With a seating capacity of just under 11,000, Grand Rapids” Van Andel Arena knows its place in the feeding line of athletics facilities.

Paul Wong
Josh Langfeld and his teammates weren”t afraid to mix it up down low in the West Regional this past weekend.<br><br>BRENDAN O”DONNELL/Daily

Van Andel could never host an event the magnitude of the men”s basketball Big Ten Tournament or a men”s basketball NCAA Tournament regional. So it acutely targets the opportunities that fit its limited scale, and then pursues them in admirably determined fashion.

Van Andel served as home for the women”s basketball Big Ten Tournament this past March, and this past weekend was the site of hockey”s NCAA West Regional.

Hosting an NCAA hockey regional is about the best Van Andel can do for itself, and that pride showed this past Saturday and Sunday. Unlike other collegiate hockey venues where the tournament is another run-of-the-mill event such as the Centrum Centre in Worcester, Mass., which two years ago hosted a flower show on the same weekend as the East Regional it was evident through the enthusiasm of the staff that running an NCAA regional was something Van Andel had been looking forward to.

It was unfortunate that the NCAA”s strict control over all aspects of its tournaments kept Van Andel from providing its usual quality of hospitality.

Long known as a control-freak organization, the NCAA is unable to realize when it is taking itself too seriously.

Adjustments are made at every tournament site to ensure compliance with the Bible of guidelines laid out by the Narcissistic Committee with All-Knowing Authority.

As an example, for this past weekend”s regional, Van Andel staff was required to cover up beer advertisements around the arena (legitimate), suspend all concession sales of alcohol (also legitimate, much to the dismay of Wisconsin fans who thought they were at Camp Randall Stadium), and remove all advertisements from the side and end boards of the rink itself (understandable).

Every other part of the tournament was overlegislated. The Zamboni machine had a blue-circle NCAA logo sticker on the side, no doubt an involuntary measure. Piped-in music was only heard once, probably because arena officials came racing over to yank the cord on the sound guy, who must have thought this was another Grand Rapids Griffins game.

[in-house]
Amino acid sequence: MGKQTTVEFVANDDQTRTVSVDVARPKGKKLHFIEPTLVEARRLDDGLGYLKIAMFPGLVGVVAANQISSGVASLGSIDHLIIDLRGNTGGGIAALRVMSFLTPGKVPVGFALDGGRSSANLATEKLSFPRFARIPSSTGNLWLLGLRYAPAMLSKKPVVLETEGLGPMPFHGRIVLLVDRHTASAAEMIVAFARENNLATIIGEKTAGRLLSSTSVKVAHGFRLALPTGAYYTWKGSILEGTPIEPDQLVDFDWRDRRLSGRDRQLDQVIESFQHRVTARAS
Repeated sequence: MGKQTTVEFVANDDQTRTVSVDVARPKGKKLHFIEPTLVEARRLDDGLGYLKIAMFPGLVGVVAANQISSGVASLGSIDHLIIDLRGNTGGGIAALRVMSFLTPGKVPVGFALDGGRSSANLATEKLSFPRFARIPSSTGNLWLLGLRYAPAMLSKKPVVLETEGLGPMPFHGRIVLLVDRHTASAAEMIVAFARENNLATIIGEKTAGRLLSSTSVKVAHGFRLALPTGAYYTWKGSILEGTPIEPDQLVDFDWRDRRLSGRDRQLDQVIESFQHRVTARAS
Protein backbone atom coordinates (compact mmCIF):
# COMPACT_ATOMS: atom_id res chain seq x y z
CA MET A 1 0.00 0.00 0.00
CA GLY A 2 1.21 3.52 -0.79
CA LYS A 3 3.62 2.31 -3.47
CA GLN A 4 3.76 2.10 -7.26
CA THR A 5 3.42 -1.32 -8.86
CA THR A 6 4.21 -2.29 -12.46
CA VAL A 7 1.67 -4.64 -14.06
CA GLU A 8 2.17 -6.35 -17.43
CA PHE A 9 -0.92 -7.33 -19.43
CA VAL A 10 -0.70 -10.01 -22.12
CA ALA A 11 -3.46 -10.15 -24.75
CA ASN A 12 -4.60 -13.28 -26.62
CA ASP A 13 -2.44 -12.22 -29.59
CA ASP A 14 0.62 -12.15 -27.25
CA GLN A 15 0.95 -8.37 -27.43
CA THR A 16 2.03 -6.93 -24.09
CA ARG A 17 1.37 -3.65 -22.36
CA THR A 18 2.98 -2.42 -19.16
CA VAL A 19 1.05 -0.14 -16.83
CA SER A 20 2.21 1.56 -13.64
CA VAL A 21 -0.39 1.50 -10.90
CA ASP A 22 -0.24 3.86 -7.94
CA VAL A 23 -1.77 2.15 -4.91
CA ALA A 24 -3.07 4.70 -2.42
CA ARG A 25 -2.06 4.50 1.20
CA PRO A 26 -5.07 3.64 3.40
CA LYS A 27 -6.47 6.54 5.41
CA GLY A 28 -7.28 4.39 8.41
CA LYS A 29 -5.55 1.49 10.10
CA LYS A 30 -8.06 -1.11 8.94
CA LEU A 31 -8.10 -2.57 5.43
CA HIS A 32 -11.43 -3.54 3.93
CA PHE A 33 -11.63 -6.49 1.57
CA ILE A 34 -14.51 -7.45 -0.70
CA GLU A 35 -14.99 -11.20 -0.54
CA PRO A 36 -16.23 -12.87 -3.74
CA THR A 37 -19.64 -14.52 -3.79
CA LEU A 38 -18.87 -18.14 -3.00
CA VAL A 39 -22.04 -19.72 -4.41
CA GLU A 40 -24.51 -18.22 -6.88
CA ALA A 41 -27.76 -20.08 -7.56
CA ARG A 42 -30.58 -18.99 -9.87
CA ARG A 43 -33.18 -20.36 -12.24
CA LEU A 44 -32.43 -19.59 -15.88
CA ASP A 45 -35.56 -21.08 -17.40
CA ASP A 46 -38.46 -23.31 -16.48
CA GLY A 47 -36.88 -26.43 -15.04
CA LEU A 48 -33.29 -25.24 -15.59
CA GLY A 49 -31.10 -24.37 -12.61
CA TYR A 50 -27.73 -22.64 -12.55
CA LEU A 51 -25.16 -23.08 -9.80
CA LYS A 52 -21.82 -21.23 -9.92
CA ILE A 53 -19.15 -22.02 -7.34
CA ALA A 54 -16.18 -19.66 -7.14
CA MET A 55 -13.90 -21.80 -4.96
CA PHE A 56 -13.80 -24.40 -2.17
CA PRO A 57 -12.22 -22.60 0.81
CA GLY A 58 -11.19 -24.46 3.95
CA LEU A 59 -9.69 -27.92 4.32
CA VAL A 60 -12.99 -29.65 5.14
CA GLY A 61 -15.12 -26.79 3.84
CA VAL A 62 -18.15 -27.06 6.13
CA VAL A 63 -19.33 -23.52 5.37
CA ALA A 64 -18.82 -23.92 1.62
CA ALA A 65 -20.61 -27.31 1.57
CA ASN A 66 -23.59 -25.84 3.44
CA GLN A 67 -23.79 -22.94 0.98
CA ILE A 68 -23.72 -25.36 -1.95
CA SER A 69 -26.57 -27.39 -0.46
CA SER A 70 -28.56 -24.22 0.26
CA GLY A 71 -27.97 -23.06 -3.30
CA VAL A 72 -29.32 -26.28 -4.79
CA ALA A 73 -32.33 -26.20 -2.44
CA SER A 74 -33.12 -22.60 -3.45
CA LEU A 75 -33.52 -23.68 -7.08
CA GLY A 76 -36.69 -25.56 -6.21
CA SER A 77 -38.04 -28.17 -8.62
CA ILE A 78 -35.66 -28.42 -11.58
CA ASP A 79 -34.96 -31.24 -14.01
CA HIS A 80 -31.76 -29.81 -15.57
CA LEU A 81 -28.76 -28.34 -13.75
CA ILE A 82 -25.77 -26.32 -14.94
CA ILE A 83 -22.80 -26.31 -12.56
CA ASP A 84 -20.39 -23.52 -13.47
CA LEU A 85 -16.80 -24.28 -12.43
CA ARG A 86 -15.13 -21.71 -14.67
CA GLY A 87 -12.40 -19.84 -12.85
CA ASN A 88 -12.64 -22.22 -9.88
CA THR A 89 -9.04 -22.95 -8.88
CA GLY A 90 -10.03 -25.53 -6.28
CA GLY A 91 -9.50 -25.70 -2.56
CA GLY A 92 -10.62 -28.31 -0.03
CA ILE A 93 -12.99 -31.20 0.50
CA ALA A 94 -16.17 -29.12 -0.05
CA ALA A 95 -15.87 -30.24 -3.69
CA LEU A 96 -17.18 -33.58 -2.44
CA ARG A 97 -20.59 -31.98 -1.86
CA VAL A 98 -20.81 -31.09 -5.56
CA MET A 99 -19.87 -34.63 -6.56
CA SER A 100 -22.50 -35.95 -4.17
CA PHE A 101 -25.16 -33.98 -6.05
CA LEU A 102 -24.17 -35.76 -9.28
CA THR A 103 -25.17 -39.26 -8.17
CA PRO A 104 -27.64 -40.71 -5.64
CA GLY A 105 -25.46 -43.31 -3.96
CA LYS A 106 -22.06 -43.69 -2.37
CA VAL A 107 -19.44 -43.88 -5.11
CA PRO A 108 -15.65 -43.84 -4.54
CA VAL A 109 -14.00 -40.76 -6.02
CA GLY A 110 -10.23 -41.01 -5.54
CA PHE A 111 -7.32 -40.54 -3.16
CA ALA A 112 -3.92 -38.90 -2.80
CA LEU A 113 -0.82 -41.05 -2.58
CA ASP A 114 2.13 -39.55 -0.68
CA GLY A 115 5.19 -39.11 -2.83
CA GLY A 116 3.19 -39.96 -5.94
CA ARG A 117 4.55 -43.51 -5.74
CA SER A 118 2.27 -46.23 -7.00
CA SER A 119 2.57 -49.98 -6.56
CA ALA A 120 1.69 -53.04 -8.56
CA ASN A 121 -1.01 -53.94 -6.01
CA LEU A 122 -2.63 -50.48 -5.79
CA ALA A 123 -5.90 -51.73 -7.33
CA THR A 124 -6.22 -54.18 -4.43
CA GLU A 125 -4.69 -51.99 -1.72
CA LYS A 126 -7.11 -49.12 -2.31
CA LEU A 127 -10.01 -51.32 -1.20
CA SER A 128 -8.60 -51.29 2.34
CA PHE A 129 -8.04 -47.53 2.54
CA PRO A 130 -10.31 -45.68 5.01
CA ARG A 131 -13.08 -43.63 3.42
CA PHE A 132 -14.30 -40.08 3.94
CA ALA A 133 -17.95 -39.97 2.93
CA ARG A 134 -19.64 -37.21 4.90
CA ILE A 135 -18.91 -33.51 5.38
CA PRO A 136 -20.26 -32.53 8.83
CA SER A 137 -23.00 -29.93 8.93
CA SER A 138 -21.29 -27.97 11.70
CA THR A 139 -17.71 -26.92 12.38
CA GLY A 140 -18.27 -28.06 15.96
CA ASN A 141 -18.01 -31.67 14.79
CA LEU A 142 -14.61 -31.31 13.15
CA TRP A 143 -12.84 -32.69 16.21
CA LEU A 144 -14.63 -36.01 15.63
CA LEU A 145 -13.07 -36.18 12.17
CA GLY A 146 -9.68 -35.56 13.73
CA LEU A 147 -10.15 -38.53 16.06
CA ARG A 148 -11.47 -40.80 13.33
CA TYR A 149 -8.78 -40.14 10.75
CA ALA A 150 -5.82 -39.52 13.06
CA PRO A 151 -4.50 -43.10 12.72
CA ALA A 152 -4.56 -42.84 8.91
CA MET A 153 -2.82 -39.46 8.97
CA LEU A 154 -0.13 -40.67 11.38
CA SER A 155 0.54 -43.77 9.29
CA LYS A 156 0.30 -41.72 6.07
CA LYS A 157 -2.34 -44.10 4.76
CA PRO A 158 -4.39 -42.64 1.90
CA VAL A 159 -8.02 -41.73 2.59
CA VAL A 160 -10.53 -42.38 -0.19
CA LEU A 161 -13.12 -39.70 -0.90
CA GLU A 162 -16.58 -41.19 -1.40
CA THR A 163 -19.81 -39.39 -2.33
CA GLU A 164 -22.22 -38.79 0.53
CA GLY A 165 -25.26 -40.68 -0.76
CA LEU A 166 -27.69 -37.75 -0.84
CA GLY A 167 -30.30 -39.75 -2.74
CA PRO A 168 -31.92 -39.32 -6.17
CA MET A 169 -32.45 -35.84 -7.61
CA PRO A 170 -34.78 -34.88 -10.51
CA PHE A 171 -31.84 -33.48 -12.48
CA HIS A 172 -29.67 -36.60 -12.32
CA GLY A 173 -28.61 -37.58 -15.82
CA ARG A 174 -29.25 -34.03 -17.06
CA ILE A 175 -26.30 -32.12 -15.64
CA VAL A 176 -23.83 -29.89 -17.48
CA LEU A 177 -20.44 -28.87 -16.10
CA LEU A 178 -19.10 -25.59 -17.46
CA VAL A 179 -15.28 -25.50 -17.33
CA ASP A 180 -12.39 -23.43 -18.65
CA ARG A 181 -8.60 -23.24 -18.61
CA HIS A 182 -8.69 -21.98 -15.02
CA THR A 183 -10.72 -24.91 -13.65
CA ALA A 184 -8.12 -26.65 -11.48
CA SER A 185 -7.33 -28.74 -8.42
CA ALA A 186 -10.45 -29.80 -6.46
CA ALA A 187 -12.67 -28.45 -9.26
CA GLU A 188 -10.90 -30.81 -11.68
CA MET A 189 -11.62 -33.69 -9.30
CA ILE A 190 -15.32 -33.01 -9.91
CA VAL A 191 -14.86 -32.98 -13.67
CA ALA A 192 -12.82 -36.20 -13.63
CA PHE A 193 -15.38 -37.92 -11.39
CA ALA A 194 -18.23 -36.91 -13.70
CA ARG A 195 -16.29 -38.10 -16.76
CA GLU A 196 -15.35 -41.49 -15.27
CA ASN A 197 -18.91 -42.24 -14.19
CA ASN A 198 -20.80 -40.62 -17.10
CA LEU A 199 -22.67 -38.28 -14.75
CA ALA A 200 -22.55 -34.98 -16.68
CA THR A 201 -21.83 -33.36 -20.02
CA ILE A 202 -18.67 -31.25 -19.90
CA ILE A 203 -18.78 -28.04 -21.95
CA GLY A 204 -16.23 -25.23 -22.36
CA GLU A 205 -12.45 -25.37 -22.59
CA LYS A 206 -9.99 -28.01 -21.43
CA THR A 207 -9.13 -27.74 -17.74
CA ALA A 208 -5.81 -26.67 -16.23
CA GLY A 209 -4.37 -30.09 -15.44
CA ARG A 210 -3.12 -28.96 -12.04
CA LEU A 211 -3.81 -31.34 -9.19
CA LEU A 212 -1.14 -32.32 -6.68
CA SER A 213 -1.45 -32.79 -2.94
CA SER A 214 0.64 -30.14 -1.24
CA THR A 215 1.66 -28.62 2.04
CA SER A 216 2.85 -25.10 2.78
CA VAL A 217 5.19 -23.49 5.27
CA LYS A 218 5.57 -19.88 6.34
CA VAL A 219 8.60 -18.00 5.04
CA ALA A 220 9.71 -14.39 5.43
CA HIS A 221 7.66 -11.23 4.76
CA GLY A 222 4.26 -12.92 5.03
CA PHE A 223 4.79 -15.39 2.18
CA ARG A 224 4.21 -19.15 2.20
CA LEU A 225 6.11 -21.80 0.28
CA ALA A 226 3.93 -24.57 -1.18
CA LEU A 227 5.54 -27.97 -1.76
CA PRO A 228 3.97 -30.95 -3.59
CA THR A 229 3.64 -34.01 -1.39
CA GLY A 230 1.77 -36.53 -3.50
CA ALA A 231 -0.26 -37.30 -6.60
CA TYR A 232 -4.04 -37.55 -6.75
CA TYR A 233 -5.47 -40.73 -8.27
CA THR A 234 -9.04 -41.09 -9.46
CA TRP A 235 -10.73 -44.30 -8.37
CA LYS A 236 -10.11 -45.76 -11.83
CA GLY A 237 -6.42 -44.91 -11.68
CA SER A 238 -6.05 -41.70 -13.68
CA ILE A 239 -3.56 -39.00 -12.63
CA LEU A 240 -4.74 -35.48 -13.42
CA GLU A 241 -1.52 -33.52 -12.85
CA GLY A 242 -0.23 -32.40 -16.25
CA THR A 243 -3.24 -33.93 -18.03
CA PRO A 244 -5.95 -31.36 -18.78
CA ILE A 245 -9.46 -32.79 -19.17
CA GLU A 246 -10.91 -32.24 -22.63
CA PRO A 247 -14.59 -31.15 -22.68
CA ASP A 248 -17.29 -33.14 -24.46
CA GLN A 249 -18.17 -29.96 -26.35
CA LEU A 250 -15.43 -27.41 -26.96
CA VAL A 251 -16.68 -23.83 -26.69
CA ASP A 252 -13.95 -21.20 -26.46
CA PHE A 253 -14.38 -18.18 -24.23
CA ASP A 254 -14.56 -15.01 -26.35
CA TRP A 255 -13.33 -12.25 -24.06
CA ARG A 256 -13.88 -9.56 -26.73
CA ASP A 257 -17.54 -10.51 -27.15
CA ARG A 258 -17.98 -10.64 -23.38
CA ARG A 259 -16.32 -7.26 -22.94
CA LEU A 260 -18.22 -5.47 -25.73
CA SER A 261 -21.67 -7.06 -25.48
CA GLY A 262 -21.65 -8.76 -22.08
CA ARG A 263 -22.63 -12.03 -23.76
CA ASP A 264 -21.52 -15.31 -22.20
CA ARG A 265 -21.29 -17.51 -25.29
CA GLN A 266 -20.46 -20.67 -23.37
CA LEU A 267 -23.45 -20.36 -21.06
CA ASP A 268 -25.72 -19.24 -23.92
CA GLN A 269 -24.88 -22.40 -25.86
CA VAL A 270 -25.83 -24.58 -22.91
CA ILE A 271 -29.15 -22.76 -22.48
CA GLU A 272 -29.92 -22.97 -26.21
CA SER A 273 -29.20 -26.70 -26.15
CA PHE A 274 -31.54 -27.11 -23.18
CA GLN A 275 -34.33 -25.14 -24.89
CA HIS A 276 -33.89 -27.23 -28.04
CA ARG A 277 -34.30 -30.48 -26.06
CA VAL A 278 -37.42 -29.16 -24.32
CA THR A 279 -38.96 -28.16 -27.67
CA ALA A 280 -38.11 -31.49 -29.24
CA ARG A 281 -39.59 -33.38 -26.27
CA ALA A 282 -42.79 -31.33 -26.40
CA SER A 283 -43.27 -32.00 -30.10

Most importantly to the 9,000 or so in attendance on Sunday, concession-area televisions were prohibited from showing the Temple-Michigan State basketball game.

Originally, the game was being shown on the medium-sized televisions. But, arena officials were alerted by the 100-strong crowd that had gathered around each set.

A crowd manager quickly stepped in to turn the television back to the house channel, which consisted of the blue-circle logo on a white background, since the game was at intermission.

Big Brother was again watching us. And we had no choice but to watch him.

I asked the man why Van Andel couldn”t leave the game on. “Sorry,” he said. “Contractual obligation. All TVs must be on the house channel.”

“Basically what this means is that if you left the basketball game on, you”d never get to host another regional, right?” I said.

“Pretty much,” he responded.

When the NCAA won”t let fans watch another game that the NCAA itself is sanctioning, then it has reached the peak of its anality.

Needing to calm the crowd, Van Andel staff compromised and showed the Michigan State game on the arena JumboTron between periods. In that moment of self-righteousness, Van Andel likely kissed away any chance of hosting this tournament again.

Years of watching this organization bumble its way through daily life have yielded me one conclusion: The NCAA is so accustomed to operating with its head between its legs that it begins to enjoy the view. But it knows it has the fans and the potential hosts captive, so it continues to wield the power to control every facet of every game.

Chris Duprey can be reached at cduprey@umich.edu

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